All this reveals that synagogue attendance is in serious trouble and that the daily attendance of services is no longer an indication of serious religiosity. Even the observance of other religious observances such as Shabbath and kashruth are no longer the result of real religiosity. They may be nothing more than an expression of a traditional life style without a real religious commitment. While this surely has some value, it is far from enough. Religious life has to be devout. If it is not, it will ultimately disintegrate. God is of no importance unless He is of supreme importance. This should wake up religious thinkers and leaders and make them realize that a different form of religious education is of the greatest necessity.
While this essay is written, the State of Israel finds itself in one of its most critical moments. Once more the existence of the Jewish State is at stake. anti-Semitism is on the rise in many countries, and Jews will have to wake up and understand their responsibilities.
-Any Jew who will enter his prayers or his religious obligations like he or she did only last week, without seriously and fervently praying for the wellbeing of Jews in the land of Israel, should truly ask him/herself what gives him/her the right to call him/herself a really religious Jew.
-Any religious Jew who dares to come late to synagogue services should look himself in the eyes and question himself about his religious integrity.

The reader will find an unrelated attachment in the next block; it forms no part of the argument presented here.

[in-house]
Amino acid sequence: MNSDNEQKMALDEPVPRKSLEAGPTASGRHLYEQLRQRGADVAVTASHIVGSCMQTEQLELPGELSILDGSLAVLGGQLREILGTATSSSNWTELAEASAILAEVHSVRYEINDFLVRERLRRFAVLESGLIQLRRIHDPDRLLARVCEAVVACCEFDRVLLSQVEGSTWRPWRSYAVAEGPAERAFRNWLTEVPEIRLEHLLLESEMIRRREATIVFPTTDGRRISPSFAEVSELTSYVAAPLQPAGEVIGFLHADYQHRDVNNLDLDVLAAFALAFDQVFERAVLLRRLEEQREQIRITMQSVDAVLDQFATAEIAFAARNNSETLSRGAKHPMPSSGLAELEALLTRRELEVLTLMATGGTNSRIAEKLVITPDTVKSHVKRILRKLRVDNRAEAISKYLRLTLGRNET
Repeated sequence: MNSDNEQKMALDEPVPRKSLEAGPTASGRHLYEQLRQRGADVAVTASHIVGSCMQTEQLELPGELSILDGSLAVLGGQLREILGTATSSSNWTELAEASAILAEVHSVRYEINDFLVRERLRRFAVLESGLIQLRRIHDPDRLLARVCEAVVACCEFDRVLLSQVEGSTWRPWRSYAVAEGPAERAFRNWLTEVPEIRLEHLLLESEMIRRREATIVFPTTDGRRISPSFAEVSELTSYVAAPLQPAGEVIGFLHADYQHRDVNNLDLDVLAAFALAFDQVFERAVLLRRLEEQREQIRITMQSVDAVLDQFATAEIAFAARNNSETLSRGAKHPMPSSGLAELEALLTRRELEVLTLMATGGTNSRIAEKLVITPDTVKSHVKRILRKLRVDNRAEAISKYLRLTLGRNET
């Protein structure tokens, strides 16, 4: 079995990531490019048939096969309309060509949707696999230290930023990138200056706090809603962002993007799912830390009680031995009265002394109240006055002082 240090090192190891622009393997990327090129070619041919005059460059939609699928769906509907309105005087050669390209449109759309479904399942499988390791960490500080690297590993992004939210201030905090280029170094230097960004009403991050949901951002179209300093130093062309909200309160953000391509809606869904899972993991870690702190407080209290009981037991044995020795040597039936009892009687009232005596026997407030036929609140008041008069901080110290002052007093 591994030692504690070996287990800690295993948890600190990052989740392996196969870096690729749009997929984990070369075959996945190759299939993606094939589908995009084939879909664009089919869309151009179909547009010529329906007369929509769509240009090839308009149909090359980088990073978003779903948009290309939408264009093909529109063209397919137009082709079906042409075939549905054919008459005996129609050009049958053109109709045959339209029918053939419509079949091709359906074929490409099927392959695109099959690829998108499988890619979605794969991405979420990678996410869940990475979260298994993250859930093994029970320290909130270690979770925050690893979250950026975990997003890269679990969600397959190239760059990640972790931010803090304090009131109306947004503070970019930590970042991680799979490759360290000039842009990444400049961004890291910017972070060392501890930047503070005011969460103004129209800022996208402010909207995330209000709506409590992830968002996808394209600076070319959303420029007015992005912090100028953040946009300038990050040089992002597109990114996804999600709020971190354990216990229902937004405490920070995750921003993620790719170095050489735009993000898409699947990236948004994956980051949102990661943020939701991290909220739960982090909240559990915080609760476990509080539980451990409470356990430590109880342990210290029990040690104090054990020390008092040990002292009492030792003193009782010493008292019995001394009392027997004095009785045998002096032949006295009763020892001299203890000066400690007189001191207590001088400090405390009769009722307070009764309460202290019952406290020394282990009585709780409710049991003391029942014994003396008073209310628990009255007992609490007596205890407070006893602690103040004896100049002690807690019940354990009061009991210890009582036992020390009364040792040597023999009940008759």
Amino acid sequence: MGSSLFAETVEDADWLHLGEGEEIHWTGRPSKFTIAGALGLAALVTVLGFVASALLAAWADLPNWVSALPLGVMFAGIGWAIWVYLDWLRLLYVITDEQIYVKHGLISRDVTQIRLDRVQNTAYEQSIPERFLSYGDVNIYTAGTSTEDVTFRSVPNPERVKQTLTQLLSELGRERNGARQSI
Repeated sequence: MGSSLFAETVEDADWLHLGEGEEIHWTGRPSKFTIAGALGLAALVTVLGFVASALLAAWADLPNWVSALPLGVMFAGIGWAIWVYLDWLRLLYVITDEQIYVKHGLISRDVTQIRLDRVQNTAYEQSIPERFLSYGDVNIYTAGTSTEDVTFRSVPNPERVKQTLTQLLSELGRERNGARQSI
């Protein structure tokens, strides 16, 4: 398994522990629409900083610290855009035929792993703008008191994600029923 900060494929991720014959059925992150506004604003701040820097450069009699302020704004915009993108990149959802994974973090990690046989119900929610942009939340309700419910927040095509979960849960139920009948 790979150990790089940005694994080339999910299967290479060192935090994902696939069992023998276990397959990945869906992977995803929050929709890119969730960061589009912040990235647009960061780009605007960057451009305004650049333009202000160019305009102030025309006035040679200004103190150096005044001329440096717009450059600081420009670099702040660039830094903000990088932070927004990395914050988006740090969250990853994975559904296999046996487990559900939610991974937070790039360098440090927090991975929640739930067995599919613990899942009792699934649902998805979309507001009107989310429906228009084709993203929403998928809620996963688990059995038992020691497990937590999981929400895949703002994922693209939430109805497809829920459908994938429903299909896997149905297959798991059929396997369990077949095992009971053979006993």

-Any religious Jew who goes his/her way and drinks his/her coffee, goes shopping and enjoys his meal, as if nothing is happening will, one day, not be able to look him/herself in the face.
-Any religious Jew who does not say special prayers and tehilim (psalms) for the welfare of Israeli soldiers, especially those who have been abducted, policemen and the general Israeli population will have to give responsibility to the divine court for this negligence.
In these difficult days, synagogue services throughout the world, should undergo a serious religious transformation. It is the obligation of every Rabbi to do everything in his power to make this happen. If he does not, he has gravely violated his mission. At this time in Jewish history no Jew can go about his way without undergoing the feeling that he has come to a cross roads: To be really religious or to admit that he is a religious disbeliever. To really stand behind his brethren or to admit that he is guilty of lip service.
Nathan Lopes Cardozo